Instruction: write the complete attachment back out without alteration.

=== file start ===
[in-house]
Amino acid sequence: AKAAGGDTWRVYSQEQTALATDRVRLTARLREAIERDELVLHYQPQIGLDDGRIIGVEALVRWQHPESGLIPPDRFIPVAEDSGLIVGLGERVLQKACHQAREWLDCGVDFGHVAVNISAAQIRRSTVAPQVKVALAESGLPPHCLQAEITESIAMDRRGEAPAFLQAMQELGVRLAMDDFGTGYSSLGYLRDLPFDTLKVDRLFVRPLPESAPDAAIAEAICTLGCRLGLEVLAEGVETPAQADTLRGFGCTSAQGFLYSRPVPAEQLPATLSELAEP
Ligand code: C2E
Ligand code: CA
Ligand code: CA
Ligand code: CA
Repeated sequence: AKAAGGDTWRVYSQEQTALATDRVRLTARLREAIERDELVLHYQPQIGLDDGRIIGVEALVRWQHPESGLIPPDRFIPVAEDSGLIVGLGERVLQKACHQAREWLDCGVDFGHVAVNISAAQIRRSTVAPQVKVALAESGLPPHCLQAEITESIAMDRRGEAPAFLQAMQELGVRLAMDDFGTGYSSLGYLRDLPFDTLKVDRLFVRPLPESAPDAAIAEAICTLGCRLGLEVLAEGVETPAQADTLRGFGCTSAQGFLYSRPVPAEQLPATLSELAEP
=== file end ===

[in-house]
Amino acid sequence: AKAAGGDTWRVYSQEQTALATDRVRLTARLREAIERDELVLHYQPQIGLDDGRIIGVEALVRWQHPESGLIPPDRFIPVAEDSGLIVGLGERVLQKACHQAREWLDCGVDFGHVAVNISAAQIRRSTVAPQVKVALAESGLPPHCLQAEITESIAMDRRGEAPAFLQAMQELGVRLAMDDFGTGYSSLGYLRDLPFDTLKVDRLFVRPLPESAPDAAIAEAICTLGCRLGLEVLAEGVETPAQADTLRGFGCTSAQGFLYSRPVPAEQLPATLSELAEP
Ligand code: C2E
Ligand code: CA
Ligand code: CA
Ligand code: CA
Repeated sequence: AKAAGGDTWRVYSQEQTALATDRVRLTARLREAIERDELVLHYQPQIGLDDGRIIGVEALVRWQHPESGLIPPDRFIPVAEDSGLIVGLGERVLQKACHQAREWLDCGVDFGHVAVNISAAQIRRSTVAPQVKVALAESGLPPHCLQAEITESIAMDRRGEAPAFLQAMQELGVRLAMDDFGTGYSSLGYLRDLPFDTLKVDRLFVRPLPESAPDAAIAEAICTLGCRLGLEVLAEGVETPAQADTLRGFGCTSAQGFLYSRPVPAEQLPATLSELAEP